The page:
I spent a year as a postdoc at the IMA, and it was great. The setup of building a program around a core group of postdocs worked really well. I think that all of the postdocs who participated were launched into better careers than we would have had without the IMA. I was told there that they were attempting to set us up with 10 years of collaborations and now that I am coming to the end of that 10 years I can say that is certainly true. In addition to the formal collaborations that grew from this time, I am also so much better acquainted with the breadth of my field than I would have been otherwise. I think that the opportunity to be there and to participate in a variety of workshops in such a short time increased my scientific maturity enormously. I know who to ask about a variety of problems and my time at the IMA has also inducted me into the IMA postdoc club, which has resulted in several other fruitful collaborations. The faculty at the University of Minnesota were also key to my development as a scientist during that time. The excellent group of mathematicians, physicists and engineers who surround the IMA were a tremendous resource to me and have continued to be valuable mentors over the past decade.

Affiliation: 
Dept. Mathematics & Physics
Current Position: 
Assistant Professor

I spent two months at IMA during spring 2005; after 10 years, I can say that those two months have been the most important for my scientific career: a real kick off. I remember IMA as a wonderful place to study, to stay, to meet people and discuss, with a dense programme of events.
Also, I remember IMA as place at the forefront of applied sciences, not only mathematics, where it was possible to meet people from diverse backgrounds and complementary know-hows from hitherto non-communicating communities.

Affiliation: 
UW Madison
Current Position: 
Professor

Kudos to the folks at IMA for their tremendous efforts in support of the mathematical sciences.
They provided such great help in organizing a statistics conference with me some dozen years ago, and they hosted my long term visit. These things helped to guide the next ten years of my research career, as well as helped to define the direction of research in statistical genomics.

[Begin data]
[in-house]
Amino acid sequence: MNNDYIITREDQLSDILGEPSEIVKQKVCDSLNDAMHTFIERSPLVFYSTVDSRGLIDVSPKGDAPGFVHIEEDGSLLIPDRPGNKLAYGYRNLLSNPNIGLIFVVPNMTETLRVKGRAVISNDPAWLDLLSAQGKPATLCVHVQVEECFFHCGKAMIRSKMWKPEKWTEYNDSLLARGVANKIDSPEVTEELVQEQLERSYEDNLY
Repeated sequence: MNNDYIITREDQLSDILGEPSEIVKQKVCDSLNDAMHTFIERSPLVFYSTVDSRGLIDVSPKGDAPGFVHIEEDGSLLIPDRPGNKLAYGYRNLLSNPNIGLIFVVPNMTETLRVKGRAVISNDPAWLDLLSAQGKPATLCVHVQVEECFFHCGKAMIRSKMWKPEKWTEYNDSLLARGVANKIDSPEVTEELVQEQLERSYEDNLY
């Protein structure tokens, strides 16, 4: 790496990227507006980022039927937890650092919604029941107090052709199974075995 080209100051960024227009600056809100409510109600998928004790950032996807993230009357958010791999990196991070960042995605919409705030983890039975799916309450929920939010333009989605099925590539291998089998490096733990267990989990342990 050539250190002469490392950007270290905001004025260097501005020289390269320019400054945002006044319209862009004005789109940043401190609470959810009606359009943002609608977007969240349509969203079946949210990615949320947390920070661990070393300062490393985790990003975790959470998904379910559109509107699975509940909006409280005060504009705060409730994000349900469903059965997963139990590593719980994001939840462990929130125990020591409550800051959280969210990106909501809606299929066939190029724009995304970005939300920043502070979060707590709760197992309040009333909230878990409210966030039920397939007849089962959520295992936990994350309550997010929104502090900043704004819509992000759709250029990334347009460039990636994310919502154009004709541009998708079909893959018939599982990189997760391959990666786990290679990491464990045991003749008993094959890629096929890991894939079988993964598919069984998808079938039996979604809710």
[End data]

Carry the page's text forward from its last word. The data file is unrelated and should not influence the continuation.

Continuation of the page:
Affiliation: 
Tata Institute of Fundamental Research, Centre for Applicable mathematics
Current Position: 
Professor

I visited IMA for a meeting organized for women in mathematics in the winter of 2005 . This turned out to be a very valuable experience for me. This meeting led to a job for me as well as two scientific collaborations. Though this was a very short meeting, it proved to be very fruitful, thanks to the IMA.
Also, I found the functioning of the IMA office efficient and effective in all ways.

Affiliation: 
Carnegie Mellon University
Current Position: 
Professor and Senior Associate Dean

My academic career began as a postdoc at the IMA in 1987-88 as part of the special year on "Applied Combinatorics". It truly was the sort of year that helped define what sort of researcher I was to be. While the other postdocs came from mathematics departments, my doctorate was in Industrial Engineering, with a specialization in operations research. During the year, I was able to develop my skills much more deeply, adding a more fundamental understanding of combinatorial mathematics to my computational and algorithmic skills. This had the immediate impact of getting my career off on the right foot through the publications and contacts I made, and had a more long term impact through my comfort with a much broader range of research that I would have had otherwise. Since my postdoc 25+ years ago, I have been at Carnegie Mellon moving from Assistant Professor through Associate Professor through tenure through Full Professor, and now as a Chaired Full Professor. The IMA and my postdoctoral year deserve much credit.